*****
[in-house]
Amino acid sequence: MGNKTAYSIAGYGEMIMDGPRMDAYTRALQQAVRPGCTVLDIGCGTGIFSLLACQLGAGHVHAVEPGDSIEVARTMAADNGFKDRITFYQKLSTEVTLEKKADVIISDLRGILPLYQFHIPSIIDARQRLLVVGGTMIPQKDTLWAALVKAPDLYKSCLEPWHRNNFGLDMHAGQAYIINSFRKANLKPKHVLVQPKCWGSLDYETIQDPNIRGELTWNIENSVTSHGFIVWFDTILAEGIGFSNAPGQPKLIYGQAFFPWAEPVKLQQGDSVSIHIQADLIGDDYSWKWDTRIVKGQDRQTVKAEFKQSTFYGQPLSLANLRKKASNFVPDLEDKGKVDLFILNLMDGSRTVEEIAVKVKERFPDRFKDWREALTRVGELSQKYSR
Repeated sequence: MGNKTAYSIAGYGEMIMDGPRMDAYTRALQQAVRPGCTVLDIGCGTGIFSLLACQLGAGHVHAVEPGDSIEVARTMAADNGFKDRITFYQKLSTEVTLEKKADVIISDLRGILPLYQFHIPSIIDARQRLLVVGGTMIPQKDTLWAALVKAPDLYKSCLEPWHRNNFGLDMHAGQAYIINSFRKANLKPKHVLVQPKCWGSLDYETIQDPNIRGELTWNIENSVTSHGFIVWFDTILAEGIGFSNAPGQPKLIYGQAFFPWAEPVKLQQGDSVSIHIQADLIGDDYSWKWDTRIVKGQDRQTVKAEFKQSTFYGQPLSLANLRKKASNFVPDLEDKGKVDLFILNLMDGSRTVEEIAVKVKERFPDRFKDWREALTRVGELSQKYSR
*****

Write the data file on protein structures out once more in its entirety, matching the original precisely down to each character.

[in-house]
Amino acid sequence: MGNKTAYSIAGYGEMIMDGPRMDAYTRALQQAVRPGCTVLDIGCGTGIFSLLACQLGAGHVHAVEPGDSIEVARTMAADNGFKDRITFYQKLSTEVTLEKKADVIISDLRGILPLYQFHIPSIIDARQRLLVVGGTMIPQKDTLWAALVKAPDLYKSCLEPWHRNNFGLDMHAGQAYIINSFRKANLKPKHVLVQPKCWGSLDYETIQDPNIRGELTWNIENSVTSHGFIVWFDTILAEGIGFSNAPGQPKLIYGQAFFPWAEPVKLQQGDSVSIHIQADLIGDDYSWKWDTRIVKGQDRQTVKAEFKQSTFYGQPLSLANLRKKASNFVPDLEDKGKVDLFILNLMDGSRTVEEIAVKVKERFPDRFKDWREALTRVGELSQKYSR
Repeated sequence: MGNKTAYSIAGYGEMIMDGPRMDAYTRALQQAVRPGCTVLDIGCGTGIFSLLACQLGAGHVHAVEPGDSIEVARTMAADNGFKDRITFYQKLSTEVTLEKKADVIISDLRGILPLYQFHIPSIIDARQRLLVVGGTMIPQKDTLWAALVKAPDLYKSCLEPWHRNNFGLDMHAGQAYIINSFRKANLKPKHVLVQPKCWGSLDYETIQDPNIRGELTWNIENSVTSHGFIVWFDTILAEGIGFSNAPGQPKLIYGQAFFPWAEPVKLQQGDSVSIHIQADLIGDDYSWKWDTRIVKGQDRQTVKAEFKQSTFYGQPLSLANLRKKASNFVPDLEDKGKVDLFILNLMDGSRTVEEIAVKVKERFPDRFKDWREALTRVGELSQKYSR